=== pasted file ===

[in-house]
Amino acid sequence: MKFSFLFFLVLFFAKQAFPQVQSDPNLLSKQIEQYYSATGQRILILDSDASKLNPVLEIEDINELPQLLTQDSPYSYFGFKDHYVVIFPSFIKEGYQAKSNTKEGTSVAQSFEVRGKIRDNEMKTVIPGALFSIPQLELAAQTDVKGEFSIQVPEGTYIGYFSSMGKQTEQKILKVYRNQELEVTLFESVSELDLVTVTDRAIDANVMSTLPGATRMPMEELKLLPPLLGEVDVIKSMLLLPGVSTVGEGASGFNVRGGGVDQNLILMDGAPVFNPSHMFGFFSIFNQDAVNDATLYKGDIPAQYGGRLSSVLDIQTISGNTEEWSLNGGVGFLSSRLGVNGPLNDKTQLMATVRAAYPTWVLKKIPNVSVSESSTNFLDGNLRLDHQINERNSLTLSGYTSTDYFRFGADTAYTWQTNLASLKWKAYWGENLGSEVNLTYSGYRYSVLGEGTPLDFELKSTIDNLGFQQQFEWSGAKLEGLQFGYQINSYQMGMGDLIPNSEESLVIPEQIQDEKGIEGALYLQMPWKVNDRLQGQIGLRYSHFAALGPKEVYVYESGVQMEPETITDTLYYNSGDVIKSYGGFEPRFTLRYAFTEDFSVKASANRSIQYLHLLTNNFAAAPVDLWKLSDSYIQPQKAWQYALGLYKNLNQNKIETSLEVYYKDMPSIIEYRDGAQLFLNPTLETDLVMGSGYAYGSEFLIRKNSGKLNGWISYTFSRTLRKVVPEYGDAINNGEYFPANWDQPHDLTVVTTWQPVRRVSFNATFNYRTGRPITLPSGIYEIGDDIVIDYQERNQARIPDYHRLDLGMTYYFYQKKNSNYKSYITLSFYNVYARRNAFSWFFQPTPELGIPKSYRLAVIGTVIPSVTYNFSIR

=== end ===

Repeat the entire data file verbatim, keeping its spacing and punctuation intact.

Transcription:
[in-house]
Amino acid sequence: MKFSFLFFLVLFFAKQAFPQVQSDPNLLSKQIEQYYSATGQRILILDSDASKLNPVLEIEDINELPQLLTQDSPYSYFGFKDHYVVIFPSFIKEGYQAKSNTKEGTSVAQSFEVRGKIRDNEMKTVIPGALFSIPQLELAAQTDVKGEFSIQVPEGTYIGYFSSMGKQTEQKILKVYRNQELEVTLFESVSELDLVTVTDRAIDANVMSTLPGATRMPMEELKLLPPLLGEVDVIKSMLLLPGVSTVGEGASGFNVRGGGVDQNLILMDGAPVFNPSHMFGFFSIFNQDAVNDATLYKGDIPAQYGGRLSSVLDIQTISGNTEEWSLNGGVGFLSSRLGVNGPLNDKTQLMATVRAAYPTWVLKKIPNVSVSESSTNFLDGNLRLDHQINERNSLTLSGYTSTDYFRFGADTAYTWQTNLASLKWKAYWGENLGSEVNLTYSGYRYSVLGEGTPLDFELKSTIDNLGFQQQFEWSGAKLEGLQFGYQINSYQMGMGDLIPNSEESLVIPEQIQDEKGIEGALYLQMPWKVNDRLQGQIGLRYSHFAALGPKEVYVYESGVQMEPETITDTLYYNSGDVIKSYGGFEPRFTLRYAFTEDFSVKASANRSIQYLHLLTNNFAAAPVDLWKLSDSYIQPQKAWQYALGLYKNLNQNKIETSLEVYYKDMPSIIEYRDGAQLFLNPTLETDLVMGSGYAYGSEFLIRKNSGKLNGWISYTFSRTLRKVVPEYGDAINNGEYFPANWDQPHDLTVVTTWQPVRRVSFNATFNYRTGRPITLPSGIYEIGDDIVIDYQERNQARIPDYHRLDLGMTYYFYQKKNSNYKSYITLSFYNVYARRNAFSWFFQPTPELGIPKSYRLAVIGTVIPSVTYNFSIR